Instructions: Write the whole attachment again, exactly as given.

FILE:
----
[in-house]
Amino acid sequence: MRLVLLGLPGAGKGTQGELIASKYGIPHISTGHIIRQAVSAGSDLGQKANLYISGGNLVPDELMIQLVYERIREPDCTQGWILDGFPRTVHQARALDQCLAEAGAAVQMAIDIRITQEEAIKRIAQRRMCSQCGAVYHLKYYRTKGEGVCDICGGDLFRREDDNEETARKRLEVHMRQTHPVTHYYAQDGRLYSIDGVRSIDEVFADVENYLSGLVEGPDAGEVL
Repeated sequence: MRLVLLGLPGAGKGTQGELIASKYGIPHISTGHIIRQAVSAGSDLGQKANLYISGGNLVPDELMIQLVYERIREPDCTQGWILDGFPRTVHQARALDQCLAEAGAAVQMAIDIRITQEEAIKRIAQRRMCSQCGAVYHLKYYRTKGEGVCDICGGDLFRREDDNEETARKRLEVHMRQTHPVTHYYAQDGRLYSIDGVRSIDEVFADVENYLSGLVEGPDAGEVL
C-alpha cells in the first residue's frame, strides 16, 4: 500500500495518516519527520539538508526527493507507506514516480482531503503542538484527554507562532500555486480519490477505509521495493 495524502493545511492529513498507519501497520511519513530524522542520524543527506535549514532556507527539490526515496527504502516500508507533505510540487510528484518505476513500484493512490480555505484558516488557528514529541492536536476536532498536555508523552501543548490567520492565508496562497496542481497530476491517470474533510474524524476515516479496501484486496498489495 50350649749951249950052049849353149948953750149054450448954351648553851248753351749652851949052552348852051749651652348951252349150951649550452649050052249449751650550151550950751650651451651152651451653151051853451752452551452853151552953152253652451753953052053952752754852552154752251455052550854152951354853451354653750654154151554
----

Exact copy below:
[in-house]
Amino acid sequence: MRLVLLGLPGAGKGTQGELIASKYGIPHISTGHIIRQAVSAGSDLGQKANLYISGGNLVPDELMIQLVYERIREPDCTQGWILDGFPRTVHQARALDQCLAEAGAAVQMAIDIRITQEEAIKRIAQRRMCSQCGAVYHLKYYRTKGEGVCDICGGDLFRREDDNEETARKRLEVHMRQTHPVTHYYAQDGRLYSIDGVRSIDEVFADVENYLSGLVEGPDAGEVL
Repeated sequence: MRLVLLGLPGAGKGTQGELIASKYGIPHISTGHIIRQAVSAGSDLGQKANLYISGGNLVPDELMIQLVYERIREPDCTQGWILDGFPRTVHQARALDQCLAEAGAAVQMAIDIRITQEEAIKRIAQRRMCSQCGAVYHLKYYRTKGEGVCDICGGDLFRREDDNEETARKRLEVHMRQTHPVTHYYAQDGRLYSIDGVRSIDEVFADVENYLSGLVEGPDAGEVL
C-alpha cells in the first residue's frame, strides 16, 4: 500500500495518516519527520539538508526527493507507506514516480482531503503542538484527554507562532500555486480519490477505509521495493 495524502493545511492529513498507519501497520511519513530524522542520524543527506535549514532556507527539490526515496527504502516500508507533505510540487510528484518505476513500484493512490480555505484558516488557528514529541492536536476536532498536555508523552501543548490567520492565508496562497496542481497530476491517470474533510474524524476515516479496501484486496498489495 50350649749951249950052049849353149948953750149054450448954351648553851248753351749652851949052552348852051749651652348951252349150951649550452649050052249449751650550151550950751650651451651152651451653151051853451752452551452853151552953152253652451753953052053952752754852552154752251455052550854152951354853451354653750654154151554